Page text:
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  1. Lebanon Main Page
  2. Warring Factions Within Lebanon and Regional Conflicts Make Peace Impossible
  3. Continuing Conflict with Israel Leads to the Formation of Hezbollah
  4. Israeli Attacks and Syrian Meddling Continue
  5. Syrian Occupation Ends, but Syrian Influence Continues
  6. A Failed Israeli Attack Increases Hezbollah's Power
  7. Terrorism Within Lebanon Leads to a Troubled Government
  8. Hezbollah Flexes Its Muscle and Gains a Greater Stake in the Government
  9. Pro-Western Coalition Maintains Its Majority in Parliament
  10. Lebanon Dragged into War in Syria
  11. Prime Minister Mikati Resigns
  12. Civil War in Syria Spills over into Lebanon
Civil War in Syria Spills over into Lebanon

In May 2013, Syria's civil war spilled into Lebanon, mainly due to Hezbollah's increased involvement. On May 25, 2013, Hezbollah and Syrian forces bombed the rebel-controlled town of Al-Qusayr in the Syrian province of Homs. Dozens were killed. The following day, multiple rockets hit Beirut, mainly striking Shiite suburbs, also strongholds of Hezbollah. The ban against arming the Syrian rebels was lifted by the European Union on May 27, 2013.

Fighting also erupted in Tripoli in late May 2013. The battles occurred between Sunnis and Alawites, allies of Hezbollah. The fighting between the two militias was so intense that schools and businesses in Tripoli were closed for a week. At least 24 people were killed. Sectarian violence broke out again in June when an armed, extremist Sunni group led by Sheikh Ahmed Assir attacked an army checkpoint in Sidon. Government troops, backed by Hezbollah, retaliated. About 35 people were killed in the fighting.

On May 31, 2013, Parliament voted to delay elections in Lebanon for at least 17 months, citing indecision over a new electoral law and the deteriorating security in the country as a result of the Syrian crisis spreading into Lebanon. Parliamentary elections were supposed to take place on June 16, 2013. It was the first time an election had been delayed since Lebanon's civil war ended in 1990. A national unity government was formed in Feb. 2014, ending 10 months of deadlock caused by a power struggle between blocks led by Hezbollah and Sunnis. Tammam Salam took office as prime minister. He cited improving security and dealing with Syrian refugees as his top priorities.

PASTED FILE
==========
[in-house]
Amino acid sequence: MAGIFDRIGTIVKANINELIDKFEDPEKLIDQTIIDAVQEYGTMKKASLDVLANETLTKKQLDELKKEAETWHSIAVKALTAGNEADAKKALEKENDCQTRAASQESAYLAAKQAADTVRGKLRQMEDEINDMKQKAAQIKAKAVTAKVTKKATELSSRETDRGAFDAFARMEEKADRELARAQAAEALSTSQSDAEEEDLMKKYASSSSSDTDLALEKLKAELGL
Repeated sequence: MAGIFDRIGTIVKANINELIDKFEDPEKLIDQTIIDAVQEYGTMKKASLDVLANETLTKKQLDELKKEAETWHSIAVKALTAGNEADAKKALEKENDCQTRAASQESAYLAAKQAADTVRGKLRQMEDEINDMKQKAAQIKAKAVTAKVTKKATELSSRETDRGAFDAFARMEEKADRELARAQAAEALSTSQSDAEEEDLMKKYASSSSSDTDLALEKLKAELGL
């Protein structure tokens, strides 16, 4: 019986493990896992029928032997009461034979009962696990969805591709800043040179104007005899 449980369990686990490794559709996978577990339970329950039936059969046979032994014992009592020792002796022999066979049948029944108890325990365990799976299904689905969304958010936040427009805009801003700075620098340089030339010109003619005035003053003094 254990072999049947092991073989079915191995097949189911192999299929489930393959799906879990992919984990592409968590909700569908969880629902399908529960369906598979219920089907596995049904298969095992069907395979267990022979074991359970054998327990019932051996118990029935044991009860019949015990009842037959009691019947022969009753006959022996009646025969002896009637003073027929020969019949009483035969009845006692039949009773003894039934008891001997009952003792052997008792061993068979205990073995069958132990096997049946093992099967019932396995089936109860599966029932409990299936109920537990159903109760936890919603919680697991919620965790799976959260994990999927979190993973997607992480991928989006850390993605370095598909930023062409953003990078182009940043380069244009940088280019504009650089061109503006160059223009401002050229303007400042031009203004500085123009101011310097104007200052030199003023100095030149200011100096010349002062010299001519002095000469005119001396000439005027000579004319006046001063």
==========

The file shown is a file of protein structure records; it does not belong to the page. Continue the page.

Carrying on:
The European Union declared the military wing of Hezbollah a terrorist organization in July 2013. The move makes it illegal for Europeans to send money or arms to Hezbollah and freezes the assets held in European institutions by the group's members. The U.S. has long considered Hezbollah a terrorist organization.

A double suicide bombing outside the Iranian Embassy in Beirut killed at least 23 people in November 2013. The Abdullah Azzam Brigades, an affiliate of Al Qaeda, takes responsibility for the attack, which is seen as retribution for Iran's support of Hezbollah and the Syrian government.

The former Lebanese finance minister and U.S. ambassador, Muhammad Shatah, was killed by a car bomb, along with seven others in Beirut in December 2013. Shatah was a leading Sunni and his death, coupled with the Syrian crisis, has served to exacerbate existing tensions within Lebanon's religous communities; about a third of the population are Sunni Muslim, a third Shia, and a third Christian.

By April 2014, more than 1 million Syrian refugees had entered Lebanon, exacting an economic burden on the country of 4 million.

On Jan. 18, 2015, one Iranian general and six Hezbollah fighters were killed during an Israeli air strike on the Syrian section of Golan Heights. After the attack, Hezbollah leader Hassan Nasrallah threatened retaliation. Ten days later Hezbollah fired anti-tank missiles into an Israeli-occupied area along the Lebanon border, killing two Israeli soldiers. Israeli forces responded with ground and air strikes on several villages in southern Lebanon. The exchange was the worst fighting between Hezbollah and Israel since their 2006 month long war. Despite the attacks, both sides indicated that they were not interested in engaging in an ongoing conflict.

See also Encyclopedia: Lebanon .
U.S. State Dept. Country Notes: Lebanon
Central Administration for Statistics .
See also Lebanon Timeline .

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